Rob Paulsen has voiced a number of iconic characters over his 40 years in Hollywood, from Animaniacs’ Yakko Warner to both Raphael and Donatello in various iterations of Teenage Mutant Ninja Turtles. He’s also voiced some characters that, in the harsh and just light of 2020, viewers might question—both because they’re birthed from a stereotype, and because they’re of a different race than Paulsen, who is white. The animation practice of casting white actors in non-white roles is one that’s come under increased scrutiny in recent weeks: Kristen Bell and Jenny Slate announced they would no longer play biracial characters on Central Park and Big Mouth, respectively; Mike Henry relinquished the part of Family Guy’s Cleveland Brown (and Wendell Pierce began a campaign to succeed him); Carl and Bumblebee Man joined Apu among the ranks of Simpsons characters in need of new voices; and Alison Brie expressed regrets about her portrayal of Diane Nguyen on BoJack Horseman, a casting decision creator Raphael Bob-Waksberg re-evaluated throughout the show’s run.
And so the following excerpt from an upcoming and updated Random Roles interview with Paulsen felt particularly relevant. While discussing the topic of characters he’s inherited from other performers, The A.V. Club asked about José “Zé” Carioca, the dapper Brazilian parrot from Disney’s Saludos Amigos and The Three Caballeros originally voiced by Brazilian musician and actor José do Patrocínio Oliveira. What followed was a frank discussion about playing nationalities and ethnicities different than his own—something Paulsen says he no longer does “along with virtually everyone else I know who is a Caucasian actor.” In the video above and transcript below, Paulsen discusses his thinking about his past work and what the animation industry and its actors should do going forward.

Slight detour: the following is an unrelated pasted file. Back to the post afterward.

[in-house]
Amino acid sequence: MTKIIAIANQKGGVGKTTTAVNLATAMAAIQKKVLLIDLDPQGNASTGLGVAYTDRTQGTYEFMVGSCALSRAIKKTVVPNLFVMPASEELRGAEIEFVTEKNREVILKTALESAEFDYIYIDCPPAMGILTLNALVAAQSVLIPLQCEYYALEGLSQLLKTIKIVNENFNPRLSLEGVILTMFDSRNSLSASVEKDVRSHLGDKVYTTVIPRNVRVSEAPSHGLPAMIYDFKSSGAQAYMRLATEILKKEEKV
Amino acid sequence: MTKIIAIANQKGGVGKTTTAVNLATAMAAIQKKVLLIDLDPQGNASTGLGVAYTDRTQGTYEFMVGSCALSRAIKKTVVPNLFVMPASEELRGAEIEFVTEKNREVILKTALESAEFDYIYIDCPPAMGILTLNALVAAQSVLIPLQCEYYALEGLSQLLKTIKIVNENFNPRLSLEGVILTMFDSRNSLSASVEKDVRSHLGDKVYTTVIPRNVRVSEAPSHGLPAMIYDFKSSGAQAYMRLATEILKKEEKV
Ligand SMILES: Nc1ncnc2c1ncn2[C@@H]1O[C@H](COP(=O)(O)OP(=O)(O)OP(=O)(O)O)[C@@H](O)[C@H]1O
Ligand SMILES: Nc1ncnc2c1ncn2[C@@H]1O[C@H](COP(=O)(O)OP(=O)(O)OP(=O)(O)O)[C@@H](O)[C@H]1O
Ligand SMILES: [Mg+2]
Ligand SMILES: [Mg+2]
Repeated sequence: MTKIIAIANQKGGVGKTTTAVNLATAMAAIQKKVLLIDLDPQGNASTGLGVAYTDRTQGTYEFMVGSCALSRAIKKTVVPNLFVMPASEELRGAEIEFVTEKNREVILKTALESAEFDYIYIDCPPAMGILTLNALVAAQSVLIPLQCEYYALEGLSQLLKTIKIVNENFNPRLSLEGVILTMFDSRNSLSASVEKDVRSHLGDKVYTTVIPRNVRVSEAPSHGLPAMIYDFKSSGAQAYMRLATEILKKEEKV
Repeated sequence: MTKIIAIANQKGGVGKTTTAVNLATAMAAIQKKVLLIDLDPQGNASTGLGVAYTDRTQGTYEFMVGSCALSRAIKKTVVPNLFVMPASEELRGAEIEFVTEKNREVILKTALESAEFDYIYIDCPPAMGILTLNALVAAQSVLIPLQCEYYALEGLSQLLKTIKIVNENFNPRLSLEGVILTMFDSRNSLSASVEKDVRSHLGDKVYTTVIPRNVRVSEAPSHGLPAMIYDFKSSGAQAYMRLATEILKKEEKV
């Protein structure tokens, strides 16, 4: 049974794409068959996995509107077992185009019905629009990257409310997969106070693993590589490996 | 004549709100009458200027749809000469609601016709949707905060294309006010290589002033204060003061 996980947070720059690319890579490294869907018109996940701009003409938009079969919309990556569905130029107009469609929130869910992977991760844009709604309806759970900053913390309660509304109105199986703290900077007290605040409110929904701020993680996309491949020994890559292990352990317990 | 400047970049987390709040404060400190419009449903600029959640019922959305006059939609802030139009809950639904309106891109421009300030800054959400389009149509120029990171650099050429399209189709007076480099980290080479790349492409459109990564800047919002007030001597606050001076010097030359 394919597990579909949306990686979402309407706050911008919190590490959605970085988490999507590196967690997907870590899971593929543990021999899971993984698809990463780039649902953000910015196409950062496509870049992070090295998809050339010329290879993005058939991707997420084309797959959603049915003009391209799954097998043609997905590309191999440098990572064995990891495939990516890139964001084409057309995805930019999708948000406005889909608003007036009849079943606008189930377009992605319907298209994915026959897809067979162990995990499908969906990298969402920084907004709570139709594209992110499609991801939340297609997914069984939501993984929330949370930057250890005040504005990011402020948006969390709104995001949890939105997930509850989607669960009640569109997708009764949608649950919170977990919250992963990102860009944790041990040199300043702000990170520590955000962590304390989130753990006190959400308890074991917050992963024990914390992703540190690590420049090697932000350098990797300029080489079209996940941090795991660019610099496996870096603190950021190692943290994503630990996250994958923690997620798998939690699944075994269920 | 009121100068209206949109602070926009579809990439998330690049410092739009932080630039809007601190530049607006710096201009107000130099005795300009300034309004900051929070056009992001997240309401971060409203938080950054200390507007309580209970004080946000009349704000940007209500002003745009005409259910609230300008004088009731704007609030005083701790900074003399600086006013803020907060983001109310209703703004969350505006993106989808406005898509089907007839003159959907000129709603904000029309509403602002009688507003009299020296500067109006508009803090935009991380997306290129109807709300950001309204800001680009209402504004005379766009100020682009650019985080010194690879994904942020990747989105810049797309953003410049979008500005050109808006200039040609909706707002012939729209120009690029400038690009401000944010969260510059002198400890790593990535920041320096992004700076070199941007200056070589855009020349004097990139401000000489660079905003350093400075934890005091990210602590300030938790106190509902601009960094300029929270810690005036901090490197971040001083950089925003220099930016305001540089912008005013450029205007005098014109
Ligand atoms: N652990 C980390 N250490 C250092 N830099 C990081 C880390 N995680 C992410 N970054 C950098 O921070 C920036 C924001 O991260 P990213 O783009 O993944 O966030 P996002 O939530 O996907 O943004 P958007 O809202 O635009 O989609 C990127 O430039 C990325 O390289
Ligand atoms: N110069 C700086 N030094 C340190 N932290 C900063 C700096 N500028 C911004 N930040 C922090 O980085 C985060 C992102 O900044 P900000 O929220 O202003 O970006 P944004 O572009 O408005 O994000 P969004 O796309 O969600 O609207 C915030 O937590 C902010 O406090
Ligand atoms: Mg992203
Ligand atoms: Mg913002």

AVC: Correct me if I’m wrong, but you’re not Brazilian. You don’t voice José anymore, but has your taking that role ever given you pause?
Rob Paulsen: I’m so glad you asked. In fact, you’re looking at somebody who has also played other characters of different national origin. The first regular gig I got in a cartoon show was on a reboot of Jonny Quest, in which I played Hadji. That was in 1985.
I think now, along with virtually everyone else I know who is a Caucasian actor—when a character comes across my desk that has a distinctive national origin, I take a pass.
In fact, the first time I remember it happening was probably in the early or mid-’90s. It was a Native American character, and I remember saying, “well, wait a minute, Michael Horse is in town and Wes Studi and all these Native American actors.”
I’ve been in Hollywood long enough to see that whole dynamic change. There were many times that I would see Black actors playing Asian folks or white actors playing Black characters when I was a kid, but the whole dynamic has changed. When I was a kid, the only show I recall that had a Black cast was The Cosby Kids or something like that.